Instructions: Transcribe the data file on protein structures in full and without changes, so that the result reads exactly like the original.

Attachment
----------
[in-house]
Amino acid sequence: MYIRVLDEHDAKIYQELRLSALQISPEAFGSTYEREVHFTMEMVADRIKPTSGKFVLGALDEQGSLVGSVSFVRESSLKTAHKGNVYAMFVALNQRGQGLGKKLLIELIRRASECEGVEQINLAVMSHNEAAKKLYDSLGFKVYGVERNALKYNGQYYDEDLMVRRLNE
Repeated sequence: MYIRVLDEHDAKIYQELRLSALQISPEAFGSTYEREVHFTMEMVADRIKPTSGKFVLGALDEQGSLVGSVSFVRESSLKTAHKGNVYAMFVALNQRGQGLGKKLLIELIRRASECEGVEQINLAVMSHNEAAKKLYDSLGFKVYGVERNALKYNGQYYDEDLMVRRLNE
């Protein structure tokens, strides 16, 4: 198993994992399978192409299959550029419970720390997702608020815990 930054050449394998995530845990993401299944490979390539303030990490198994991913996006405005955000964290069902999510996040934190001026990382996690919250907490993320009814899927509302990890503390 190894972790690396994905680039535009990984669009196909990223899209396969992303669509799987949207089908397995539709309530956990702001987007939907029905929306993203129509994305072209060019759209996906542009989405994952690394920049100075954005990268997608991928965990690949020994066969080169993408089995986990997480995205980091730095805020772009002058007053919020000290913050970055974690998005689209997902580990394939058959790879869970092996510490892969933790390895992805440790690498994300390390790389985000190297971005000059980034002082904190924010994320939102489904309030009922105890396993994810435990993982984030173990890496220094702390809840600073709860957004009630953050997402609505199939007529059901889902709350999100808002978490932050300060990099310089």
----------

[in-house]
Amino acid sequence: MYIRVLDEHDAKIYQELRLSALQISPEAFGSTYEREVHFTMEMVADRIKPTSGKFVLGALDEQGSLVGSVSFVRESSLKTAHKGNVYAMFVALNQRGQGLGKKLLIELIRRASECEGVEQINLAVMSHNEAAKKLYDSLGFKVYGVERNALKYNGQYYDEDLMVRRLNE
Repeated sequence: MYIRVLDEHDAKIYQELRLSALQISPEAFGSTYEREVHFTMEMVADRIKPTSGKFVLGALDEQGSLVGSVSFVRESSLKTAHKGNVYAMFVALNQRGQGLGKKLLIELIRRASECEGVEQINLAVMSHNEAAKKLYDSLGFKVYGVERNALKYNGQYYDEDLMVRRLNE
């Protein structure tokens, strides 16, 4: 198993994992399978192409299959550029419970720390997702608020815990 930054050449394998995530845990993401299944490979390539303030990490198994991913996006405005955000964290069902999510996040934190001026990382996690919250907490993320009814899927509302990890503390 190894972790690396994905680039535009990984669009196909990223899209396969992303669509799987949207089908397995539709309530956990702001987007939907029905929306993203129509994305072209060019759209996906542009989405994952690394920049100075954005990268997608991928965990690949020994066969080169993408089995986990997480995205980091730095805020772009002058007053919020000290913050970055974690998005689209997902580990394939058959790879869970092996510490892969933790390895992805440790690498994300390390790389985000190297971005000059980034002082904190924010994320939102489904309030009922105890396993994810435990993982984030173990890496220094702390809840600073709860957004009630953050997402609505199939007529059901889902709350999100808002978490932050300060990099310089």